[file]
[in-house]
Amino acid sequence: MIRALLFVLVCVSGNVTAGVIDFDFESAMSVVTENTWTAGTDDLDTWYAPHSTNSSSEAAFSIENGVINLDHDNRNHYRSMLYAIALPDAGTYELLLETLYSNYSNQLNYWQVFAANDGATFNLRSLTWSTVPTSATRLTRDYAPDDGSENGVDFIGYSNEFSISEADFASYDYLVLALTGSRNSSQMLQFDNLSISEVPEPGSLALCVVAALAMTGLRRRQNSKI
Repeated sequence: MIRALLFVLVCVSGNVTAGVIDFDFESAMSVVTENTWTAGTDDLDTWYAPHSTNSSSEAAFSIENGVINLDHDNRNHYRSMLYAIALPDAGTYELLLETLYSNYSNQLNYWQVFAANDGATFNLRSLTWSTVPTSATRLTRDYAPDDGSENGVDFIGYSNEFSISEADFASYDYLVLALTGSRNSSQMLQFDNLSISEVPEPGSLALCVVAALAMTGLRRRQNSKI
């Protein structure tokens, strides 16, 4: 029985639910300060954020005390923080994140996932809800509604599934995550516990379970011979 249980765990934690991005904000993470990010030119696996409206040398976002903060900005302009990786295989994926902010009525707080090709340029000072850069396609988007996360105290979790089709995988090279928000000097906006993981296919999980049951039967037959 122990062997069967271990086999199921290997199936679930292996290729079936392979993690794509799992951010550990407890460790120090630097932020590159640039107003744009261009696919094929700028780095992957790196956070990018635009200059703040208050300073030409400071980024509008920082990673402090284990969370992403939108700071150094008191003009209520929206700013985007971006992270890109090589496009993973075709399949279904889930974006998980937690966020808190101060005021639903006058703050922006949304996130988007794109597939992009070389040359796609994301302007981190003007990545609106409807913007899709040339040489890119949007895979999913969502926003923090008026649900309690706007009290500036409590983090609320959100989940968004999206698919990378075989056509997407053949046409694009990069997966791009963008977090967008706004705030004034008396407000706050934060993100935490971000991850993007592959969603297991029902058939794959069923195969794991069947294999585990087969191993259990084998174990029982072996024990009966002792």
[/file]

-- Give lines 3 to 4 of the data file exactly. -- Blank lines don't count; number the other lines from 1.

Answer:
Repeated sequence: MIRALLFVLVCVSGNVTAGVIDFDFESAMSVVTENTWTAGTDDLDTWYAPHSTNSSSEAAFSIENGVINLDHDNRNHYRSMLYAIALPDAGTYELLLETLYSNYSNQLNYWQVFAANDGATFNLRSLTWSTVPTSATRLTRDYAPDDGSENGVDFIGYSNEFSISEADFASYDYLVLALTGSRNSSQMLQFDNLSISEVPEPGSLALCVVAALAMTGLRRRQNSKI
């Protein structure tokens, strides 16, 4: 029985639910300060954020005390923080994140996932809800509604599934995550516990379970011979 249980765990934690991005904000993470990010030119696996409206040398976002903060900005302009990786295989994926902010009525707080090709340029000072850069396609988007996360105290979790089709995988090279928000000097906006993981296919999980049951039967037959 122990062997069967271990086999199921290997199936679930292996290729079936392979993690794509799992951010550990407890460790120090630097932020590159640039107003744009261009696919094929700028780095992957790196956070990018635009200059703040208050300073030409400071980024509008920082990673402090284990969370992403939108700071150094008191003009209520929206700013985007971006992270890109090589496009993973075709399949279904889930974006998980937690966020808190101060005021639903006058703050922006949304996130988007794109597939992009070389040359796609994301302007981190003007990545609106409807913007899709040339040489890119949007895979999913969502926003923090008026649900309690706007009290500036409590983090609320959100989940968004999206698919990378075989056509997407053949046409694009990069997966791009963008977090967008706004705030004034008396407000706050934060993100935490971000991850993007592959969603297991029902058939794959069923195969794991069947294999585990087969191993259990084998174990029982072996024990009966002792």